Simple or refined carbs are broken down and absorbed by the body very quickly, leading to a spike in blood sugar levels. However when this happens quickly it also leads to a crash an hour or two later, giving cravings for another high. So we end up heading off to get another high carb snack. This can lead to a blood sugar rollercoaster and significant overeating.

The Glycemin Index (GI) of foods lets you see how quickly, or slowly, the food is absorbed into your system. Food with lower numbers helps to keep blood sugar levels more constant and results in longer lasting satiety (feeling of fullness). A guideline for the index is:

Low = 55 or less
Medium = 56 – 59
High = 59 or higher

A few examples:

Glucose – 103
White bread – 79
Bolied potato – 78
Wholemeal bread – 74
Sucrose – 65
Honey – 61
Potato chips – 56
Rolled porridge oats – 55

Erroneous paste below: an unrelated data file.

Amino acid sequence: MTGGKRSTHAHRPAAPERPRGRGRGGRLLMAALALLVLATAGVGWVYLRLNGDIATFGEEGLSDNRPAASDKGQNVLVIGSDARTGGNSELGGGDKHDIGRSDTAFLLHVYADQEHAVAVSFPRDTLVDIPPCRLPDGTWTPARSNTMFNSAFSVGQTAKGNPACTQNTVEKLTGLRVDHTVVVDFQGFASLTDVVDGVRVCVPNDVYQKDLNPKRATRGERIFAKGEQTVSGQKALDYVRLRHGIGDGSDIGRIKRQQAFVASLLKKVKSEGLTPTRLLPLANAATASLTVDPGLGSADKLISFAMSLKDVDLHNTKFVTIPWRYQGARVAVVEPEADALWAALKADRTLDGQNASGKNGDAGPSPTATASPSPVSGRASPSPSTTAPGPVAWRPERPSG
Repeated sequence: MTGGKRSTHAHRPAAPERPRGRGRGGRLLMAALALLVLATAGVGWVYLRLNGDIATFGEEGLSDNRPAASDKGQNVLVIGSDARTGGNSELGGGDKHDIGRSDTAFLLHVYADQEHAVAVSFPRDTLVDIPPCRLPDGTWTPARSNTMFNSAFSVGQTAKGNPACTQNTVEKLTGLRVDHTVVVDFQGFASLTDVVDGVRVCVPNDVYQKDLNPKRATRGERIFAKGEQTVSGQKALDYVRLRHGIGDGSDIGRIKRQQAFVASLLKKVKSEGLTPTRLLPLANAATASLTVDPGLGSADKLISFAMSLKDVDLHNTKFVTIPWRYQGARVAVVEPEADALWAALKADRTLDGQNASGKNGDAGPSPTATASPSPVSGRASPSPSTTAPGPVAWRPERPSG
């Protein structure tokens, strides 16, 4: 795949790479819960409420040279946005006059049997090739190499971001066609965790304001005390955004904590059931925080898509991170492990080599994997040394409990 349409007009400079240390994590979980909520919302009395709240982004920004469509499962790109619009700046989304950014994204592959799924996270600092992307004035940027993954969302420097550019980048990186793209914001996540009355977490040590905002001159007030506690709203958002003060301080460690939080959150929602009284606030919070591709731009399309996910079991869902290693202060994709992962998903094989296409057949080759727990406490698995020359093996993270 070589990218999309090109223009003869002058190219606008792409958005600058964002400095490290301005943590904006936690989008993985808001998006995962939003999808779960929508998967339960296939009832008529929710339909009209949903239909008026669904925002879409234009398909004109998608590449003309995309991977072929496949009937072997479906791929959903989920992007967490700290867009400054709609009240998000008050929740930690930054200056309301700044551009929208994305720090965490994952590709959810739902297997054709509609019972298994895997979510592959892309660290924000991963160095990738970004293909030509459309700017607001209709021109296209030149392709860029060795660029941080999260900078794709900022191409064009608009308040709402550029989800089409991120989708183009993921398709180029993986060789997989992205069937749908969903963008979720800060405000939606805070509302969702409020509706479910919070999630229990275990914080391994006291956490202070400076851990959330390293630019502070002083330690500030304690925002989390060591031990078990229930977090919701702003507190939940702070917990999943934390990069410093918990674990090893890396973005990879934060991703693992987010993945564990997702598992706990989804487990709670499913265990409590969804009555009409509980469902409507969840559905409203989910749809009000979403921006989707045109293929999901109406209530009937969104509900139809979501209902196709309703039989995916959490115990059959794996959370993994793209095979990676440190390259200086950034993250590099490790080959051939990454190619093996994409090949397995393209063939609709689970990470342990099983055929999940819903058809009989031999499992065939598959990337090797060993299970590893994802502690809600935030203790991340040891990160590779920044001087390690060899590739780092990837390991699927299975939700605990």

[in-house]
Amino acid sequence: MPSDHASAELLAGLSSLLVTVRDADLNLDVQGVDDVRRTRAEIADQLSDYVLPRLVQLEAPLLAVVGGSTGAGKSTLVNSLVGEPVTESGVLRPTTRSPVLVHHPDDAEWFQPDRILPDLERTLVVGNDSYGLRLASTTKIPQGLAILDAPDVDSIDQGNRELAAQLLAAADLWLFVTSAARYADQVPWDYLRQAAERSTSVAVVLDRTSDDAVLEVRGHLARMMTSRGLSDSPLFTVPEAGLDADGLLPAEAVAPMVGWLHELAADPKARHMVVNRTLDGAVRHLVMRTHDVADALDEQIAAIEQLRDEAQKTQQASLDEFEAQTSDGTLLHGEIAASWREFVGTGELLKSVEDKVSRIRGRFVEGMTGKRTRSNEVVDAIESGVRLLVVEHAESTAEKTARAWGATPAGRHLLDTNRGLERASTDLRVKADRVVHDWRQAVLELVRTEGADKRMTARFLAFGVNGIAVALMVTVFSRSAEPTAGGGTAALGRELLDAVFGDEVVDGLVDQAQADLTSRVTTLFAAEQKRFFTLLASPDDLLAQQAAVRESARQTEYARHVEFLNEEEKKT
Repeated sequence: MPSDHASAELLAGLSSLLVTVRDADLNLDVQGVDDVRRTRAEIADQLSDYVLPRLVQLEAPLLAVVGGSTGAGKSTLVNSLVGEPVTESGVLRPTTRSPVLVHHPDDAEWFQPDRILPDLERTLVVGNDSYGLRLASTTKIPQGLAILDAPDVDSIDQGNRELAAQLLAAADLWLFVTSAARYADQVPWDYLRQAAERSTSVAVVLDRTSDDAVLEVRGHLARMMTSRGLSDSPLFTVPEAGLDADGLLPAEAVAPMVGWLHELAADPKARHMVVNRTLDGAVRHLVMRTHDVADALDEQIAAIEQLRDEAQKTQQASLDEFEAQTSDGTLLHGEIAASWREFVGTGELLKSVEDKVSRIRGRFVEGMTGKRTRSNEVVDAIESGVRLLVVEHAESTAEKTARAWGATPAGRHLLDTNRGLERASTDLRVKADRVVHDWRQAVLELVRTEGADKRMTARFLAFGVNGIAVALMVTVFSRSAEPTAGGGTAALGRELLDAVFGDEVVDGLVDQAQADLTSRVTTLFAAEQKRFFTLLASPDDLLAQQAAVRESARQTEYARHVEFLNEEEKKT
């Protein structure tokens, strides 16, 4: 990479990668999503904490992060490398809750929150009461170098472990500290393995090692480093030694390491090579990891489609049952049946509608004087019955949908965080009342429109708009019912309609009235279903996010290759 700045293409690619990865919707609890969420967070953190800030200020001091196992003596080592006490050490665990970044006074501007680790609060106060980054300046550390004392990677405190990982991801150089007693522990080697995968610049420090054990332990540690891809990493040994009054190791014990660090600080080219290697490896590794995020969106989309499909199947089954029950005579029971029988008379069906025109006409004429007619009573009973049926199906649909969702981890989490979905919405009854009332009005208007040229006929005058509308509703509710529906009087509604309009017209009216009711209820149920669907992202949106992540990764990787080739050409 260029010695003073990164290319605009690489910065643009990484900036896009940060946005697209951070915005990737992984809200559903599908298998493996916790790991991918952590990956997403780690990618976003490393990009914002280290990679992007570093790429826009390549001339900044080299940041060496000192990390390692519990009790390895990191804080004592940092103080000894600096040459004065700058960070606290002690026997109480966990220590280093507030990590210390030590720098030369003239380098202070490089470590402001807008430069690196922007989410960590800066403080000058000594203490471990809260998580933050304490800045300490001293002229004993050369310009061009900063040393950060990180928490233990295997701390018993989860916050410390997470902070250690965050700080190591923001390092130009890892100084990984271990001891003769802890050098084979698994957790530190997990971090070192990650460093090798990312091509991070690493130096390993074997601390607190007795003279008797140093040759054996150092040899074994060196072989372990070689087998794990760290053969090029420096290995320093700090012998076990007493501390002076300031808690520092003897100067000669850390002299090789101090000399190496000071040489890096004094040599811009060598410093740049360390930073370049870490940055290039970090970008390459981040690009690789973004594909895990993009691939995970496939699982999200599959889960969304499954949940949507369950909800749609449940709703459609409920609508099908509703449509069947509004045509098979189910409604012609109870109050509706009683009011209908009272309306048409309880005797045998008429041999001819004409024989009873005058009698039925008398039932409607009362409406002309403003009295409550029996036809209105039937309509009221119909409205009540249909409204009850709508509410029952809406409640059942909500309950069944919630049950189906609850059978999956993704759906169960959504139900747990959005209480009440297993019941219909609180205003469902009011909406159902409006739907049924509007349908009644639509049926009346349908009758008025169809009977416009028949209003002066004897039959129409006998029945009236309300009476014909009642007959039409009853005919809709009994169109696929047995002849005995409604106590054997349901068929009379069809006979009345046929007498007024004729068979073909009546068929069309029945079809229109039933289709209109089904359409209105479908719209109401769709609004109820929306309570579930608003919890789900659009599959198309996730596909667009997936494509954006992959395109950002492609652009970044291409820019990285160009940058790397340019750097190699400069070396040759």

Ice cream -51
Spaghetti – 49
Chocolate – 40
Carrots – 39
Milk – 38
Kidney Beans -24
Fructose – 15

For a fuller list, try Harvard Health or a complete list with detailed break down University of Sydney GI Research


Even though a calorie is still a calorie there are a lot more things to consider. The vital nutrients we get from food, not only from calories, are just as important because all foods affect our bodies, in both good ways and bad. For fat loss or weight loss, a calorie deficit is required. How you get those calories is of vital importance to your body’s overall wellbeing and knowing which foods, will help you achieve your goal, like choosing ones that will help keep the hunger cravings away, or are simply just low in calories or maybe provide other nourishment.

As usual please feel free to leave comments or questions below








Leave a Reply

Your email address will not be published. Required fields are marked *